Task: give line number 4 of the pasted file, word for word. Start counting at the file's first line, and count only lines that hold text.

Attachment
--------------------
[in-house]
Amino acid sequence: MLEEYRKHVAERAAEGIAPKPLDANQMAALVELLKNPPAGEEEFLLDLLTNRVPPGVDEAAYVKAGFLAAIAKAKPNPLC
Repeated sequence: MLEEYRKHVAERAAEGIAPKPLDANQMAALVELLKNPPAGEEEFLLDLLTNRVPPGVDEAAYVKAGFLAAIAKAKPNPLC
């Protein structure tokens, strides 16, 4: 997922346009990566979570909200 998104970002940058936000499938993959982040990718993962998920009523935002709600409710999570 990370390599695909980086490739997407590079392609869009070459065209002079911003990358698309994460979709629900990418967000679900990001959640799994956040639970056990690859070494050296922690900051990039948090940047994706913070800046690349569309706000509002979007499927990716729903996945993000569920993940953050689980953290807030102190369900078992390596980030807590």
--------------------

């Protein structure tokens, strides 16, 4: 997922346009990566979570909200 998104970002940058936000499938993959982040990718993962998920009523935002709600409710999570 990370390599695909980086490739997407590079392609869009070459065209002079911003990358698309994460979709629900990418967000679900990001959640799994956040639970056990690859070494050296922690900051990039948090940047994706913070800046690349569309706000509002979007499927990716729903996945993000569920993940953050689980953290807030102190369900078992390596980030807590």